Out of 14 multinational med tech companies with beachheads in China, Medtronic ($MDT) is best positioned to take advanced of the country's expected surge in healthcare spending, according to a new analyst report.
With China spending billions of dollars to modernize its healthcare system, Morningstar concluded in its latest Healthcare Observer that the Minnesota device giant has taken the strongest steps to get its devices and med tech products into the country, and ensure it has an effective distribution network to get them to hospitals and patients.
The analyst firm gave particular note to Medtronic's $816 million buyout of China's Kanghui Holdings in late 2012, an orthopedics company that makes trauma, spine and joint reconstruction devices. It is Kanghui's massive distribution network that helps put Medtronic in the lead, the Morningstar report concluded. With Kanghui, Medtronic bought one of the country's largest device companies, tapping into an already-established distribution network with plenty of local customer relationships. Morningstar said the strategy is savvy, something that companies including Stryker ($STK) have also followed.
"Medtronic faces far more upside than other device manufacturers because of its extensive product portfolio," the Morningstar report stated. "With the addition of Kanghui's strong distribution network, Medtronic now has an avenue through which to move all of its devices into Chinese hospitals, including pacemakers, implantable cardioverter defibrillators, insulin pumps and heart valves."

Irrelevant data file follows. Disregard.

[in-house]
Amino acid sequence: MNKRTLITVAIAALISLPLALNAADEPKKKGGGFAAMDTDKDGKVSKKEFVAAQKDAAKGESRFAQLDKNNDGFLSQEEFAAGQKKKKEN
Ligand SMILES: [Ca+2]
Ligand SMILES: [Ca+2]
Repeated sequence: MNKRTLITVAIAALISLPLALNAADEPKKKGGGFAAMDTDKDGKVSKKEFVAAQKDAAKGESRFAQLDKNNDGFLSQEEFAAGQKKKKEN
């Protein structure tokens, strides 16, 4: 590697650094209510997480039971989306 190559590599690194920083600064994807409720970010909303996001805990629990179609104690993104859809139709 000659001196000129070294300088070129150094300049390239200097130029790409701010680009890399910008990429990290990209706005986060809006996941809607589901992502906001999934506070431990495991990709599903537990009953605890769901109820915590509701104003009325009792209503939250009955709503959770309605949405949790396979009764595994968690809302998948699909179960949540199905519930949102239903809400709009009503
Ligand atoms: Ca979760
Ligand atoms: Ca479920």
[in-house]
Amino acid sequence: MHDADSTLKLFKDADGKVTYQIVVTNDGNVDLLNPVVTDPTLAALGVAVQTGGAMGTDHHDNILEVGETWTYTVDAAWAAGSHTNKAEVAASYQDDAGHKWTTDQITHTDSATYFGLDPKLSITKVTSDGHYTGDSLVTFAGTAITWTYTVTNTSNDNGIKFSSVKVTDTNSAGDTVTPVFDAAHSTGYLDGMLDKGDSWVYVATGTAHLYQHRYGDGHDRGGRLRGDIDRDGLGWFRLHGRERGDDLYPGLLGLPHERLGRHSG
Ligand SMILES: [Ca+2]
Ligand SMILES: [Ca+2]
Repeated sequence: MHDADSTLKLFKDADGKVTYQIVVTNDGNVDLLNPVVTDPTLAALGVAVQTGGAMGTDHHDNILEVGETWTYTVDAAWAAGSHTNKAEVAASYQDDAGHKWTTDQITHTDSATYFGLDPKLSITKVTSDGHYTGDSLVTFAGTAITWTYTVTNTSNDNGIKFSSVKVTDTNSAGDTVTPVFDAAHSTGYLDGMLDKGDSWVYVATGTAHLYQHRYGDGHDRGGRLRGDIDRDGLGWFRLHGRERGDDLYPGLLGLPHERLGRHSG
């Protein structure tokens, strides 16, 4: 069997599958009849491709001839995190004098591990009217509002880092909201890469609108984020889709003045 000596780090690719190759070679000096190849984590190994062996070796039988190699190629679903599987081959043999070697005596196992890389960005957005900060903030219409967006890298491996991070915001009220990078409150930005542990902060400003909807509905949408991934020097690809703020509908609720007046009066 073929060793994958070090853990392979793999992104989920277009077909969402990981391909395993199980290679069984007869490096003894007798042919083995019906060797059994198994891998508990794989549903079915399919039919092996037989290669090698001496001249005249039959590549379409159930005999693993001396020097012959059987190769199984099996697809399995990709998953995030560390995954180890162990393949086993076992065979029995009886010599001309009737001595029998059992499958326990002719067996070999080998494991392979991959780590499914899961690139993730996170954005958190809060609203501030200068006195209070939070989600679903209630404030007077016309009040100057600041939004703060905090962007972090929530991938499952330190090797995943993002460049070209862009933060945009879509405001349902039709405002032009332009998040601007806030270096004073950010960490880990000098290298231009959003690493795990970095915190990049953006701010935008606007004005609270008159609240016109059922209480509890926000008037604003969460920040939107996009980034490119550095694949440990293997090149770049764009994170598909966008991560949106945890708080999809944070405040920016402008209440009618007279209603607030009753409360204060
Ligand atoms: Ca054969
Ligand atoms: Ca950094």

Morningstar added that Medtronic's timing is key--just as access is improving, demand is growing, and the government has added conditions such as Type 1 diabetes to its list of illnesses covered by insurance. Medtronic has also invested in Shenzhen's LifeTech Scientific, pursed a joint venture with Shandong Weigao, and launched a Beijing patient care center. What's more, Medtronic makes pacemakers in a manufacturing facility in Shanghai that has been operating for years.
To be sure, Medtronic is far from the first med tech company to establish a presence in China. Morningstar notes that Becton Dickinson ($BD), for example, has had a manufacturing and R&D facility in Suzhou since 1995 that employs 3,000 people. Johnson & Johnson ($JNJ) also has a research center there and snatched up a major company--Guangzhou Bioseal Biotech. Many of the top 14 multinational med tech companies have some sort of research or manufacturing presence now in China, the report points out.
But there are some sobering numbers. According to Morningstar, a number of the top 14 don't have any China distribution partners yet, including Becton Dickinson, Boston Scientific ($BSX), Edwards Lifesciences ($EW), St. Jude Medical ($STJ) and Smith & Nephew ($SNN). Even Covidien ($COV), which has an R&D and technology center in Shanghai, is aggressively looking for local distributors, Morningstar said.
As China strengthens its intellectual property laws and modernizes its healthcare system, other companies will surely catch on. Boston Scientific, for example, is rapidly growing in China and working to have 1,000 employees on tap in the country. And while sales in areas such as stents may be slow to grow there, other med tech products are in increasing demand. Morningstar gives Medtronic points for entering the China market early (plans call for doubling its employment there to 2,000 by 2015), and for taking more steps at this point than its rivals to shore up its competitive position there. It will be interesting to see how the others continue to follow suit in the months ahead.